Offering and organizational expenses prior to the Fund commencing its offering of the Common Stock are estimated to be approximately $3,315,957. The Adviser has agreed to fund the Fund’s organizational and offering expenses until the initial sale of Common Stock in this offering. Through December 31, 2022, the Adviser has agreed to waive its fees and/or reimburse expenses of the Fund so that certain of the Fund’s expenses (“Specified Expenses”) will not exceed 0.50% of net assets (annualized). The Fund has agreed to repay these amounts, when and if requested by the Adviser, but only if and to the extent that Specified Expenses are less than 0.50% of net assets (annualized) (or, if a lower expense limit is then in effect, such lower limit) within the three-year period after the Adviser waived or reimbursed such fees or expenses; provided, however, that the Adviser is entitled to recapture a Specified Expense in the same year it is incurred.

(3)

Assumes an offering of 100% Class S shares at the maximum sales load and dealer manager fee.

Neither the Securities and Exchange Commission (the “SEC”) nor any state securities commission has approved or disapproved of these securities or determined if this prospectus is truthful or complete. Any representation to the contrary is a criminal offense.

 

 

Prospectus dated                     , 2021.


Table of Contents

Repurchases. The Fund intends, but is not obligated, to conduct quarterly tender offers for up to 5.0% of the aggregate NAV of its outstanding Common Stock at the applicable NAV per share as of the applicable valuation date. Repurchases will be made at such times and on such terms as may be determined by the board of directors of the Fund, in its sole discretion. However, no assurance can be given that repurchases will occur or that any Common Stock properly tendered will be repurchased by the Fund.

Leverage. The Fund may use leverage to provide additional funds to support its investment activities. The Fund itself expects to use entity level debt (non-mortgage debt at the Fund level) and expects its investments will utilize property level debt financing (mortgages on the Fund’s properties that are not recourse to the Fund except in extremely limited circumstances). Property level debt will be incurred by operating entities held by the Fund and secured by real estate owned by such operating entities. If an operating entity were to default on a loan, the lender’s recourse would be to the mortgaged property and the lender would typically not have a claim to other assets of the Fund or its subsidiaries. The Fund may also incur entity level debt, including unsecured and secured credit facilities from certain financial institutions and other forms of borrowing (collectively, “Borrowings”) and is limited to 33 1/3% of the Fund’s total assets (less all liabilities and indebtedness not represented by Investment Company Act leverage) immediately after such Borrowings. See “Leverage” and “Risks—Leverage Risk.”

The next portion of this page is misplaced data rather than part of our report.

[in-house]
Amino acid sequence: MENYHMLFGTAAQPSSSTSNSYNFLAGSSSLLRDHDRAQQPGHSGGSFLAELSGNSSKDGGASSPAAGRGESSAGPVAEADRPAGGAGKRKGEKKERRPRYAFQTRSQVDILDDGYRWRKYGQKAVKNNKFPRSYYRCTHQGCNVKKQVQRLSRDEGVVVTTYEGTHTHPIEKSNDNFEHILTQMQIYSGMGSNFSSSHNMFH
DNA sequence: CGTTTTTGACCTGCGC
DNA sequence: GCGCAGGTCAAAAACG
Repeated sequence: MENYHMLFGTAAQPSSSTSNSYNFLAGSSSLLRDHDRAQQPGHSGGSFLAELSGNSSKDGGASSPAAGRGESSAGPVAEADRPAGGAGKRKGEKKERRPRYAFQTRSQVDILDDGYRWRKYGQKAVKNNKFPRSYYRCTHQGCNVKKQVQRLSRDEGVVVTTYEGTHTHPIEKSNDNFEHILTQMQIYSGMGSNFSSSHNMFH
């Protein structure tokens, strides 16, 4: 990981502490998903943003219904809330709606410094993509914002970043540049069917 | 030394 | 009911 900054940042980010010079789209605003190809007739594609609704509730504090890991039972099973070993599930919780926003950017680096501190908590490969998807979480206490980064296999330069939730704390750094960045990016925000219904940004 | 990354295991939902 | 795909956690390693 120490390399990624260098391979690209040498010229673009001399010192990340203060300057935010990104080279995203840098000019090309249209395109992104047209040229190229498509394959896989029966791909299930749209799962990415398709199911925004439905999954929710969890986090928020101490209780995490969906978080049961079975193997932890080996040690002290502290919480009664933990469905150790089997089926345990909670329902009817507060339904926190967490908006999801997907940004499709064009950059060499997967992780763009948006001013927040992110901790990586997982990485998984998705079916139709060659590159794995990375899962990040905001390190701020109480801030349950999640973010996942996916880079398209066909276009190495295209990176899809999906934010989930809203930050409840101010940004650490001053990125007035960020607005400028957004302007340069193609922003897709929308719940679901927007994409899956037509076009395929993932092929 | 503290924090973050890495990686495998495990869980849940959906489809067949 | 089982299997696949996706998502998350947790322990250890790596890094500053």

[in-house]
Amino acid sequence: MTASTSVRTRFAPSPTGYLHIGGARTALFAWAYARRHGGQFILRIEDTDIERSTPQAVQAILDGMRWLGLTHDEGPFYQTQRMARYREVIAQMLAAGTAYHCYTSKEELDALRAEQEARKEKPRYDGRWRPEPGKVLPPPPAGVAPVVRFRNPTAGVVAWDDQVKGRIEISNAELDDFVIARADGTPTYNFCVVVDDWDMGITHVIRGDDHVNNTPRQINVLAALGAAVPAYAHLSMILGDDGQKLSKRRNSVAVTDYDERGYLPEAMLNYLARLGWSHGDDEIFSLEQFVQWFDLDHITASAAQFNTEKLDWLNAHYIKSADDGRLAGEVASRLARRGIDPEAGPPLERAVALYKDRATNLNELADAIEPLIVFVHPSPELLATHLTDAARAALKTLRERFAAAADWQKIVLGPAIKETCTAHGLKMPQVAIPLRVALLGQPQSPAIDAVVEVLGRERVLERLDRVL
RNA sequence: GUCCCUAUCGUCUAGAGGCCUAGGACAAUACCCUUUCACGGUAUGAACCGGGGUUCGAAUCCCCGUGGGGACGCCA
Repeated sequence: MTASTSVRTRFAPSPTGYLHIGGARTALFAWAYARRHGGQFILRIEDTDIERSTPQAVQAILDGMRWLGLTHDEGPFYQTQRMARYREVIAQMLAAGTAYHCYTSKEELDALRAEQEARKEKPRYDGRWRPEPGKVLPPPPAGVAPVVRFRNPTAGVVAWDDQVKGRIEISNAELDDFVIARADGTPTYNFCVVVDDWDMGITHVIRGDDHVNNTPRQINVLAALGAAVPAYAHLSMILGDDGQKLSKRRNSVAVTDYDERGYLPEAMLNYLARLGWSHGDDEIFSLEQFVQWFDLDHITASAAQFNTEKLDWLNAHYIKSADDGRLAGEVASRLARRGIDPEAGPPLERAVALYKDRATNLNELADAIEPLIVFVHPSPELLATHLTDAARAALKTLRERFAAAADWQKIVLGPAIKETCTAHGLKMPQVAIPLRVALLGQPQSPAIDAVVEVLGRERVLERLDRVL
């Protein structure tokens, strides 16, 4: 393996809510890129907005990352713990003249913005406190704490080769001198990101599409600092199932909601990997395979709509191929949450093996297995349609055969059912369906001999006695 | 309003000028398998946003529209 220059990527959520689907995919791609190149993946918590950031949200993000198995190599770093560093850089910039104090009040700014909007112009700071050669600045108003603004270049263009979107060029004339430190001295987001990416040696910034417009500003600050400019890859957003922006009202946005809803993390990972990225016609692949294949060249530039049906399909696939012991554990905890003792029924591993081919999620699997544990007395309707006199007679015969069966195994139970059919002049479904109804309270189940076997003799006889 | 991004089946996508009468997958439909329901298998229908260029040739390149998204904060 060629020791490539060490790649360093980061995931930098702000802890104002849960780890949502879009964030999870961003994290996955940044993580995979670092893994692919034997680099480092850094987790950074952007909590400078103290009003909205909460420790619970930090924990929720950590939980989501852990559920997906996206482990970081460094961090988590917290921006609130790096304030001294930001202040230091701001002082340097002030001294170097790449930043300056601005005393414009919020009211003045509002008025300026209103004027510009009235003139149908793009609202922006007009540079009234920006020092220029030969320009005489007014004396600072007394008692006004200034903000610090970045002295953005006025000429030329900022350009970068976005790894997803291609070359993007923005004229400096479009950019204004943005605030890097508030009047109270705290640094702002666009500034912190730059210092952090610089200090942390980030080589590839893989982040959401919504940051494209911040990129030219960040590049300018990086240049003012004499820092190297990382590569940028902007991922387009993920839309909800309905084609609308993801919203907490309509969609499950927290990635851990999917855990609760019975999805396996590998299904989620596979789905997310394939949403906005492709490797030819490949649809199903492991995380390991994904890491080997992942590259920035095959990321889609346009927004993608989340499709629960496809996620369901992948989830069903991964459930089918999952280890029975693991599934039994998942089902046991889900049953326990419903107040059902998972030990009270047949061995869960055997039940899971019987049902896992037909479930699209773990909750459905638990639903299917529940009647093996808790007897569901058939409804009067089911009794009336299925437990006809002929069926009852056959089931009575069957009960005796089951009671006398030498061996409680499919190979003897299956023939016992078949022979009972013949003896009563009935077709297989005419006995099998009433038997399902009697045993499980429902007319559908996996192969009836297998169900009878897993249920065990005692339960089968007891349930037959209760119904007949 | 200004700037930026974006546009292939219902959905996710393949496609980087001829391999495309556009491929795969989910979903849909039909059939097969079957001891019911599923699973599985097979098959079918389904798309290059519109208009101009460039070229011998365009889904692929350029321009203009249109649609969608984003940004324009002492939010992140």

Risks. Investing in the Fund involves a high degree of risk. In particular:

 

   

An investment in the Fund is suitable only for investors who can bear the risks associated with private market investments with potential limited liquidity. The Common Stock should be viewed as a long-term investment within a multi-asset personal portfolio and should not be viewed individually as a complete investment program.

 

   

The Fund expects to ordinarily pay stable distributions at an attractive distribution yield on a monthly basis; however, the Fund cannot guarantee that it will make distributions and the amount of distributions that the Fund may pay, if any, is uncertain.

 

   

The Fund may pay distributions from sources other than cash flow from operations, including, without limitation, the sale of assets, borrowings, return of capital, or offering proceeds.

 

   

Investors will pay offering and organizational expenses and, with regard to Class S Shares, a front-end sales load of up to 3.0% and a dealer manager fee of 0.5% of the offering price. Investors in Class I Shares, Class D Shares and Class U shares may be charged transaction or other fees directly by financial intermediaries. You will have to receive a total return at least in excess of these expenses to receive an actual return on your investment.

 

   

The Common Stock has no history of public trading, nor is it currently intended that the Common Stock will be listed on a public exchange or any other trading market in the near future. No organized secondary market is expected to develop for the Fund’s shares, liquidity for the Fund’s Common Stock is expected to be provided only through quarterly tender offers of Common Stock at NAV per share of Common Stock.

 

   

There is no guarantee that repurchases will occur or that an investor will be able to sell all the Common Stock that the investor desires to sell in a tender offer. Due to these restrictions, an investor should consider an investment in the Fund to be illiquid. Investing in the Common Stock may be speculative and involves a high degree of risk, including the risks associated with leverage. See “Risks” below in this prospectus.